1. You're probably playing with the C1-C7 "custom settings" either intentionally or accidentally (probably in the Q menu). Each of those custom settings has its own auto-ISO configuration, and every time you select one of those its auto-ISO configuration overwrites what was in the camera. I suggest that you set all of the custom settings to the auto-ISO configuration that you like, so that when you select one of them you'll get an auto-ISO configuration that you can deal with. Or if you don't care about JPEGs, leave the custom settings alone. 2. Yes, it changed from the earlier generations. The X-T20 now has an AF-ON option as well, that you can assign to the AF-L button (or any other assignable button). All of the X-Trans III generation are like that.
  8. Doug Pardee

    New Focus Stacking feature on v4 firmware

    I'd think this would be a great situation for using electronic shutter. The subject pretty much has to be stationary, so unless you're using gas-discharge lighting, ES should work great.
  9. Doug Pardee

    Trouble with infinity xf18-55

    A few general comments. The easiest way to do an "autofocus then leave it" is to switch to AF-M and use Instant AF (AF-S version). That's usually the AF-L button. You may need to check your AF settings and button settings. The details differ depending on the camera you're using. Here's Fuji's web page on that technique: http://www.fujifilm-x.com/af/en/af_guide/point06.html You should always focus at the focal length you're intending to photograph at. Ordinary camera "zooms" aren't parfocal, which means that their focus changes when you adjust the focal length. Focal length also tends to change with focus. If you absolutely need focus and focal length to be independent, you'll need about $4000 (USD) for the MKX 18-55 cine lens. Your shooting aperture has no effect on AF in AF-S. It does in AF-C. In AF-S, the camera will automatically select an aperture that it thinks will give it the best AF accuracy.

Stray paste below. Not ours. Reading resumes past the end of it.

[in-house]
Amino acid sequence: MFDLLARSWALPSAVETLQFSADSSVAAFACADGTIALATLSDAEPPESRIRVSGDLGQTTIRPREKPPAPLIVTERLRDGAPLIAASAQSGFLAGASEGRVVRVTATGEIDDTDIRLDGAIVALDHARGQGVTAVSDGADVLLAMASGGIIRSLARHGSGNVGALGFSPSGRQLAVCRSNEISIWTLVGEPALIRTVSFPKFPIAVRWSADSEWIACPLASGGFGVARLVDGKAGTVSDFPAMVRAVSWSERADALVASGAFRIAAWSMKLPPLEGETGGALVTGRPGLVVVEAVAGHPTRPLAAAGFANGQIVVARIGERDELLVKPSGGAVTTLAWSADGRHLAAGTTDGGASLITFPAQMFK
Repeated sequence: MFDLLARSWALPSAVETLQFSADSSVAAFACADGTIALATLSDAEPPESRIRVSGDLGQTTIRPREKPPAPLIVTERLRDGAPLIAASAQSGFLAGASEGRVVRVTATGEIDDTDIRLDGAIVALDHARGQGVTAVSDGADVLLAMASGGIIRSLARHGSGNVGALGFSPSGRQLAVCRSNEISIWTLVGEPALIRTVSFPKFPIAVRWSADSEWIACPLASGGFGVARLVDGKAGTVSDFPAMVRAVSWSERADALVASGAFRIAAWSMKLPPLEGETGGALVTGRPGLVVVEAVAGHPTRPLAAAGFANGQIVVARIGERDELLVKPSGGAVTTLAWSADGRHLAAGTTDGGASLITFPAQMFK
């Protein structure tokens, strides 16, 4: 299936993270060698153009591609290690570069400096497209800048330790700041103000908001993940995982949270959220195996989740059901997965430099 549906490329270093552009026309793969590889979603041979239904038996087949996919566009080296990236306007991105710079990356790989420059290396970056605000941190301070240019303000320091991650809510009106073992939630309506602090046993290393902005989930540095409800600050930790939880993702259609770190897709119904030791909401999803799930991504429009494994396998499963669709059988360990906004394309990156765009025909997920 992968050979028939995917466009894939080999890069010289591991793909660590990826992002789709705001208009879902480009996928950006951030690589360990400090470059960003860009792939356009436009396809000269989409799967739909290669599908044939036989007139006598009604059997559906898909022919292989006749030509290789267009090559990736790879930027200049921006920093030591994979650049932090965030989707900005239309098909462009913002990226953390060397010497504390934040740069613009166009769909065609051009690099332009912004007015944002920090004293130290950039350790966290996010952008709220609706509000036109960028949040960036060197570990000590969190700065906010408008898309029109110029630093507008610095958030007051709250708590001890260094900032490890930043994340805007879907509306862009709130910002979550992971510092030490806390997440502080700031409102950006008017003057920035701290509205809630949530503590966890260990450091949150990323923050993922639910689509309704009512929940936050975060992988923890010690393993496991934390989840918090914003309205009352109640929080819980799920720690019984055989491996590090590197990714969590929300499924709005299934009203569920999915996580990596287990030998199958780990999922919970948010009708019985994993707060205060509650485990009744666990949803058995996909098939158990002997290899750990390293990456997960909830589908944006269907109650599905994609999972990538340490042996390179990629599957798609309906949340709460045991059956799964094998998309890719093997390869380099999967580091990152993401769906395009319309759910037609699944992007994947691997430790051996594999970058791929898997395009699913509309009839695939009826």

10. Because if all you're recording is Raw, all the camera has to work with is the low-resolution "preview" image embedded in the Raw file. As you've noticed, if you shoot Raw+JPEG you've got the hi-res JPEG for the camera to zoom in on.
  11. Just take some pictures with it. The 27mm is a simple lens, mechanically. It's got an aperture control and a focus motor that racks the entire lens assembly back and forth. There's really nothing exotic to look for. If it focuses and stops down properly, and the pictures look good, you're set. And with a basic lens design like this, it's extremely unlikely that anything will be wrong with it. Note: the lens cap will not fit properly. If it even comes with a lens cap (the seller hasn't already lost it), don't be surprised if you lose the cap within the first month or so. Me, I just do without a lens cap. If you are compulsive about lens caps, I suggest you order a replacement right now -- but not a Fujifilm cap.
  12. Doug Pardee

    Next Rangefinder-like camera?

    I don't know what you're looking for. The X-E3 is the most recent model aside from the X-H1. It's got all of the most recent "goodies" that Fuji could fit into that little body. I doubt we'll see an X-E4 for a while yet. The X-E3 is still too new.
  13. Doug Pardee

    Q menu

    You locked it the same way you unlocked it: press and hold the Menu/OK button. This time until the padlock shows up. http://fujifilm-dsc.com/en/manual/x-t20_v11/about_this_camera/parts/index.html#button_selector
  14. Doug Pardee

    XT2 problem correct exposure

    There is no such thing as a "correct" Raw exposure. It really doesn't matter what the raw numerical value of, say, 18% gray is. It does (arguably) matter what the JPEG numerical value of, say, 18% gray is (sRGB: 118). I say "arguably" because virtually all modern digital cameras intentionally over-brighten their JPEGs, because it turns out that most people think that "correct" exposures look dark. The numerical values of Raw are fluid, depending on how much highlight headroom is desired. Fujifilm has a long history of protecting highlights, and tends to provide more highlight headroom in Raw, meaning you can recover more overexposed highlights or can roll them off however you wish. Thus, the numerical values of Fujifilm Raw data tends to be lower than for Raw files from many other cameras. And with Fuji, you can further increase the highlight headroom with DR200 and DR400.
  15. Doug Pardee

    Q menu

    Press and hold the Menu/OK button until the padlock goes away. You accidentally activated the button lock function, which is useful to keep buttons from accidentally getting pressed.